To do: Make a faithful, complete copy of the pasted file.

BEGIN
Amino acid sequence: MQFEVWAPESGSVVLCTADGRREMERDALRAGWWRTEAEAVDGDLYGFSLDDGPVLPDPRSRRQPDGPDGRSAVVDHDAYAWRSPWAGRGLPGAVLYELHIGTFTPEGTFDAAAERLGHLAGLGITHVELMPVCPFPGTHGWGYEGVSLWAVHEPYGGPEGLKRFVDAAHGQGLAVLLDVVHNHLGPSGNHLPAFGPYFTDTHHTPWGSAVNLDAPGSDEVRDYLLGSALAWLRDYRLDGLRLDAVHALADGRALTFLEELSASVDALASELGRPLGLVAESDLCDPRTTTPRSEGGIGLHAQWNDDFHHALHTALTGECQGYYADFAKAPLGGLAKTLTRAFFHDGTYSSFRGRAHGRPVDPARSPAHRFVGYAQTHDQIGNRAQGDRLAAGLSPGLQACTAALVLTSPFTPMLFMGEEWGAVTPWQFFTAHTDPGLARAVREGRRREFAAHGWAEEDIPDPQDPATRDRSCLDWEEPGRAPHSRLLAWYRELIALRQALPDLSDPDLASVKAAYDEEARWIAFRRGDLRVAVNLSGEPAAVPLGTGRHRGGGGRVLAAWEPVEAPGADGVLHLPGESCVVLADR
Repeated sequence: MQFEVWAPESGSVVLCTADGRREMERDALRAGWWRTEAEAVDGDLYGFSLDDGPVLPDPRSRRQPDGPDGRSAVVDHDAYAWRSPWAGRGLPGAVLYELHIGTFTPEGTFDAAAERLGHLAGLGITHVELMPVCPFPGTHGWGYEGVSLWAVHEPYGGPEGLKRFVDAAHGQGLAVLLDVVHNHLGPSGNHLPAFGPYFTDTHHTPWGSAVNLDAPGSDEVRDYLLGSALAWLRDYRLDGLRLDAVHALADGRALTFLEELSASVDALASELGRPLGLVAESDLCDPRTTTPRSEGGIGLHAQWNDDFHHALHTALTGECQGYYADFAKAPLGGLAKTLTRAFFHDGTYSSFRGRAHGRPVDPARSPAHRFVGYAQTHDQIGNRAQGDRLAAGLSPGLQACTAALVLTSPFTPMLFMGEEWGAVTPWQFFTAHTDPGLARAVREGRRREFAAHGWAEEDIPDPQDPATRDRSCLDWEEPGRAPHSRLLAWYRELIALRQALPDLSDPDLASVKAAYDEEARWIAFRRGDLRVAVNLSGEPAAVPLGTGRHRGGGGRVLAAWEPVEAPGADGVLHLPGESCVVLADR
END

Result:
Amino acid sequence: MQFEVWAPESGSVVLCTADGRREMERDALRAGWWRTEAEAVDGDLYGFSLDDGPVLPDPRSRRQPDGPDGRSAVVDHDAYAWRSPWAGRGLPGAVLYELHIGTFTPEGTFDAAAERLGHLAGLGITHVELMPVCPFPGTHGWGYEGVSLWAVHEPYGGPEGLKRFVDAAHGQGLAVLLDVVHNHLGPSGNHLPAFGPYFTDTHHTPWGSAVNLDAPGSDEVRDYLLGSALAWLRDYRLDGLRLDAVHALADGRALTFLEELSASVDALASELGRPLGLVAESDLCDPRTTTPRSEGGIGLHAQWNDDFHHALHTALTGECQGYYADFAKAPLGGLAKTLTRAFFHDGTYSSFRGRAHGRPVDPARSPAHRFVGYAQTHDQIGNRAQGDRLAAGLSPGLQACTAALVLTSPFTPMLFMGEEWGAVTPWQFFTAHTDPGLARAVREGRRREFAAHGWAEEDIPDPQDPATRDRSCLDWEEPGRAPHSRLLAWYRELIALRQALPDLSDPDLASVKAAYDEEARWIAFRRGDLRVAVNLSGEPAAVPLGTGRHRGGGGRVLAAWEPVEAPGADGVLHLPGESCVVLADR
Repeated sequence: MQFEVWAPESGSVVLCTADGRREMERDALRAGWWRTEAEAVDGDLYGFSLDDGPVLPDPRSRRQPDGPDGRSAVVDHDAYAWRSPWAGRGLPGAVLYELHIGTFTPEGTFDAAAERLGHLAGLGITHVELMPVCPFPGTHGWGYEGVSLWAVHEPYGGPEGLKRFVDAAHGQGLAVLLDVVHNHLGPSGNHLPAFGPYFTDTHHTPWGSAVNLDAPGSDEVRDYLLGSALAWLRDYRLDGLRLDAVHALADGRALTFLEELSASVDALASELGRPLGLVAESDLCDPRTTTPRSEGGIGLHAQWNDDFHHALHTALTGECQGYYADFAKAPLGGLAKTLTRAFFHDGTYSSFRGRAHGRPVDPARSPAHRFVGYAQTHDQIGNRAQGDRLAAGLSPGLQACTAALVLTSPFTPMLFMGEEWGAVTPWQFFTAHTDPGLARAVREGRRREFAAHGWAEEDIPDPQDPATRDRSCLDWEEPGRAPHSRLLAWYRELIALRQALPDLSDPDLASVKAAYDEEARWIAFRRGDLRVAVNLSGEPAAVPLGTGRHRGGGGRVLAAWEPVEAPGADGVLHLPGESCVVLADR